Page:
The Korea Herald


S. Korean, US defense chiefs to discuss broadening military partnership

Inaugural Seoul-hosted meeting of UN Command meeting to be held in connection with SCM

By Ji Da-gyum

Published : Nov. 9, 2023 - 15:29

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The South Korean (left) and US flags. (123rf) The South Korean (left) and US flags. (123rf)

The defense chiefs of South Korea and the United States are set to convene in Seoul to discuss critical alliance matters, encompassing escalating North Korean threats and extended deterrence, as well as their joint efforts to broaden the horizons of their military partnership into domains such as defense science and technology or the arms industry.

South Korea's new Defense Minister Shin Won-sik and US Defense Secretary Lloyd Austin will hold the 55th Security Consultative Meeting, an annual bilateral defense ministerial talk, Monday, South Korea's Ministry of National Defense said Thursday.

The SCM, to be held at the Defense Ministry headquarters, will be Shin's first face-to-face meeting with Austin since assuming office in October.

Shin and Austin will engage in discussions across a spectrum of topics, including ways to strengthen US extended deterrence in closer coordination with South Korea in a bid to flesh out measures for implementing the April 26 Washington Declaration signed by South Korean President Yoon Suk Yeol and US President Joe Biden, a senior official, who wished to remain anonymous, said in a closed-door briefing.

Another important item on the agenda will revolve around "expeditiously enhancing security cooperation among South Korea, the United States and Japan," strengthening alliance coordination concerning North Korea policy and addressing regional and global security concerns.

"Both sides will also engage in in-depth discussions regarding the direction of development in the defense sector, looking ahead to the next 30 years, which marks the 100th anniversary of the South Korea-US alliance, on the occasion of the 70th anniversary of the alliance," the official told reporters.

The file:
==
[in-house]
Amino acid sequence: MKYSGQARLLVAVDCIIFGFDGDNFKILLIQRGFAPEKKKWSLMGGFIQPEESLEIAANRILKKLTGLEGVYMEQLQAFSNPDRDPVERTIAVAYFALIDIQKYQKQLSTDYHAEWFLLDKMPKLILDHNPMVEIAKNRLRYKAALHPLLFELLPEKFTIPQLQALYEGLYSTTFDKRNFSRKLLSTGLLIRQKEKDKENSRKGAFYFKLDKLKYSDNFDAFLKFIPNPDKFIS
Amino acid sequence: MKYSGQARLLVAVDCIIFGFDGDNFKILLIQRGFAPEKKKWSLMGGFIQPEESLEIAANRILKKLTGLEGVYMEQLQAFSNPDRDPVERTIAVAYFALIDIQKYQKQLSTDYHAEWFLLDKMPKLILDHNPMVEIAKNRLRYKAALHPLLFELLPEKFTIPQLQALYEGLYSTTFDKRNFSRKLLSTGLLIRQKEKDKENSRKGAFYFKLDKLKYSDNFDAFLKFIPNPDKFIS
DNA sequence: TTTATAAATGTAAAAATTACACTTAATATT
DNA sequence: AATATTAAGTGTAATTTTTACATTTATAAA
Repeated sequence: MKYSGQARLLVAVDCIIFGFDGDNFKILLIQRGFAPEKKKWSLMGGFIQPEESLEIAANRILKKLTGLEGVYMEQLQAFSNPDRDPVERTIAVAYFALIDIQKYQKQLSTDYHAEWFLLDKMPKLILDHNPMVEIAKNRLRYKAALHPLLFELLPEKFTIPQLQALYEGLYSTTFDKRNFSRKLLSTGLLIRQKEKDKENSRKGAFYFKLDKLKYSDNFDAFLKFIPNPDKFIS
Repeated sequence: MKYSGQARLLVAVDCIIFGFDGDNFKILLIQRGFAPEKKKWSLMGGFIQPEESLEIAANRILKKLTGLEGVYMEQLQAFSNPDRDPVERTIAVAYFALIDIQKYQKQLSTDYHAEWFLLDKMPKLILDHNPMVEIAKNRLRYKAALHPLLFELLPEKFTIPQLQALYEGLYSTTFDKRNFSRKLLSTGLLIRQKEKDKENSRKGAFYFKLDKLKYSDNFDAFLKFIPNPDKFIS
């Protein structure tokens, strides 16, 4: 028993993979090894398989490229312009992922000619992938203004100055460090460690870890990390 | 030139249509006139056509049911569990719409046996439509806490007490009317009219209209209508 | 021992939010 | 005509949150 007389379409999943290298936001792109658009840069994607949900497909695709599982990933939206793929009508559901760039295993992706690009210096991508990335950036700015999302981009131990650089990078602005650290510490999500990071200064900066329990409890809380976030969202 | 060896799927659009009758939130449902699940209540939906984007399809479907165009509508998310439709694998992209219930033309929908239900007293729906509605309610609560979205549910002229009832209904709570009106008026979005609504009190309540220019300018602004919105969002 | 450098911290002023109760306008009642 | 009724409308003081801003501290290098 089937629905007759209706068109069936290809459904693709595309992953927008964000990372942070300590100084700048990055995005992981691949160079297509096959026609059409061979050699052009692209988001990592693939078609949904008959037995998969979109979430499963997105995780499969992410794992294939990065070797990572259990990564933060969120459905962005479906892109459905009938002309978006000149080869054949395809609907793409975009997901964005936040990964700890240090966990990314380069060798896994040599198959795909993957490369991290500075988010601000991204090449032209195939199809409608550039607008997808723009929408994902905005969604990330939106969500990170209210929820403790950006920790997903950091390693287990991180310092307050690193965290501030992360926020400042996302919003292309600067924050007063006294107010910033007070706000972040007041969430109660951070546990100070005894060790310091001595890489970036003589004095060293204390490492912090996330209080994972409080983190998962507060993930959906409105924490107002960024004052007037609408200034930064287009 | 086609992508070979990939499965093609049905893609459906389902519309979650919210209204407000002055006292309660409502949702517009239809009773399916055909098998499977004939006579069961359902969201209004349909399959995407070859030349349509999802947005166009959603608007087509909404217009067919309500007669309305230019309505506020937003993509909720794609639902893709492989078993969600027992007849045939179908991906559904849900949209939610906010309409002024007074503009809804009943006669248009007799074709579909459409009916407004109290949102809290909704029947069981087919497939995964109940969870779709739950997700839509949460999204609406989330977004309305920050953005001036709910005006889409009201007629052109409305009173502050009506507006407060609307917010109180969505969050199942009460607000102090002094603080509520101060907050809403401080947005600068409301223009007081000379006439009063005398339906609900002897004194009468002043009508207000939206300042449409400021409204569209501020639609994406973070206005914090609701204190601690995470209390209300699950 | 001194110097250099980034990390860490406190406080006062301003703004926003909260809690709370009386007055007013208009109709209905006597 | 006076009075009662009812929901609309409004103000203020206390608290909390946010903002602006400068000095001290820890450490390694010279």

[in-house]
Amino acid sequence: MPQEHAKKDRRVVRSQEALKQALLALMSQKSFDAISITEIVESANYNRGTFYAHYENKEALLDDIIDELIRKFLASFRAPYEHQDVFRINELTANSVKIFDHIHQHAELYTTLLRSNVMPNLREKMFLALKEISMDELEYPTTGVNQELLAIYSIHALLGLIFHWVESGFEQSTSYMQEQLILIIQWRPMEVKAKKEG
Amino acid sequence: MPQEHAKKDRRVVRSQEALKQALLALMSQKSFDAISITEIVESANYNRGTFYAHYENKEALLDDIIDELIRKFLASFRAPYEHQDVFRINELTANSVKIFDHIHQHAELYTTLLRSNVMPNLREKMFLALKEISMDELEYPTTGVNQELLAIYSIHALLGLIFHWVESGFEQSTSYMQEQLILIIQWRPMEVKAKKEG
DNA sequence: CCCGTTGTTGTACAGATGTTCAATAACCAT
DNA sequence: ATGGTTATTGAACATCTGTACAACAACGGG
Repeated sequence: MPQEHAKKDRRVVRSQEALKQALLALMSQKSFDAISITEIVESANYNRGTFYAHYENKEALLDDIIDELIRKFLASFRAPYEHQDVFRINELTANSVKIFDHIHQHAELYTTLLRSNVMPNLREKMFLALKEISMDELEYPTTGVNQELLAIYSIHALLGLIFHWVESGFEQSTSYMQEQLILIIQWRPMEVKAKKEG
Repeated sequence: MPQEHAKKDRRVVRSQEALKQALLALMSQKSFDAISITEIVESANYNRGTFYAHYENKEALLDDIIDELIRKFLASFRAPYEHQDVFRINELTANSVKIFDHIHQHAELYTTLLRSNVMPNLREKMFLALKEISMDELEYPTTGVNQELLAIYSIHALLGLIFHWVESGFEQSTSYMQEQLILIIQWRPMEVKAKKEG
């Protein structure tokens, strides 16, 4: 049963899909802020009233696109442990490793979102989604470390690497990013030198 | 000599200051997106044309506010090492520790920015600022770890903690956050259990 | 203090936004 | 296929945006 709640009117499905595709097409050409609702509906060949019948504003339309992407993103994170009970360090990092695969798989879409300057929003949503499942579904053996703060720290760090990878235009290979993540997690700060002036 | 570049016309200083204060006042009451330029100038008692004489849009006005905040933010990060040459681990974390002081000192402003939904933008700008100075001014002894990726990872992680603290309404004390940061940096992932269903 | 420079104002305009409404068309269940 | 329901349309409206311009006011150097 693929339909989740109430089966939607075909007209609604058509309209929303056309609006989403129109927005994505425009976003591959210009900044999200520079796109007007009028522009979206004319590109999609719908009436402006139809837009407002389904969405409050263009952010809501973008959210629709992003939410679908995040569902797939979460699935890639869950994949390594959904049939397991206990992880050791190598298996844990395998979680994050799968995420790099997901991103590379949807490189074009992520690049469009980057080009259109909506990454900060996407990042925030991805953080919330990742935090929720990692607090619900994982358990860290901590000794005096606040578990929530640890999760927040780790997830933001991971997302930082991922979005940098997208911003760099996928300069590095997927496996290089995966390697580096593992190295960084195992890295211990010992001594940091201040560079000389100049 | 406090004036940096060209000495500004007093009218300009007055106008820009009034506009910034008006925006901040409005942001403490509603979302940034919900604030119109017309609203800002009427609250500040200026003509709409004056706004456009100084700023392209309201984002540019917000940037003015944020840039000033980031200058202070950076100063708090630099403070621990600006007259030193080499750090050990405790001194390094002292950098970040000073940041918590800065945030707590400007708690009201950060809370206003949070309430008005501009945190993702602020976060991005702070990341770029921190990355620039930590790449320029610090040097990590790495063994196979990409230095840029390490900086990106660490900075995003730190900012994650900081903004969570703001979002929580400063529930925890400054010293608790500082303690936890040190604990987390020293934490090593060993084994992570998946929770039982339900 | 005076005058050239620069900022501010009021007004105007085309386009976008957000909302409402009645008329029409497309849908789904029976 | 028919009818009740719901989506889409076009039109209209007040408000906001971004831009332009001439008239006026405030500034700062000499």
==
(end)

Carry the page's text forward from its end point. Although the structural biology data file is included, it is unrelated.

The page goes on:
In this context, Shin and Austin will discuss defense science and technology cooperation and arms industrial cooperation to develop and expand the South Korea-US alliance into a "science and technology alliance."

The official emphasized the significance of fostering collaboration in the sectors considered "highly crucial."

"It seems that the South Korea-US alliance has historically focused heavily on issues related to North Korea and extended deterrence," the official told The Korea Herald in separate comments. "But matters related to defense science and technology, as well as defense industry cooperation, were primarily discussed within agencies like Defense Acquisition Program Administration."

The official said Seoul and Washington will address these topics on par with other key alliance matters, including North Korean threats, making a shift from previous SCMs where they received less attention.

The defense science and technology cooperation is rooted in the shared recognition of the imperative "to modernize the alliance and swiftly provide game-changing technologies to the warfighter," as outlined in the statement from the 23rd Korea-US Integrated Defense Dialogue conducted this September.

The upcoming SCM marks the first time it will be held in conjunction with the inaugural defense ministerial meeting between South Korea and United Nations Command member states, slated for Tuesday in Seoul.

Shin, along with defense ministers and representatives from 17 UNC member states, including Austin, will convene for their first-ever meeting hosted by South Korea.

The primary objectives of the meeting are to assess the roles and contributions of the UNC over the past 70 years and to explore avenues for enhancing cooperation between South Korea and UNC member states, the Defense Ministry said Thursday.

During the Korean War, there were 16 "sending states" — countries that fought alongside the US-led UN Command and shed blood with South Korea — and six other countries that provided vital assistance, including medical personnel and essential medications. Among them, 17 countries have remained UN Command member states.

The key missions of the UN Command -- which was founded in July 1950, one month after North Korea's surprise illegal invasion of South Korea -- include enforcing the 1953 Korean Armistice Agreement that enabled a cease-fire on the peninsula and providing military support and reinforcements in the event of war.

South Korea's Defense Ministry said participating countries will "adopt a joint declaration affirming the commitment of UN Command member nations to respond collectively in the event of any contingencies on the Korean Peninsula."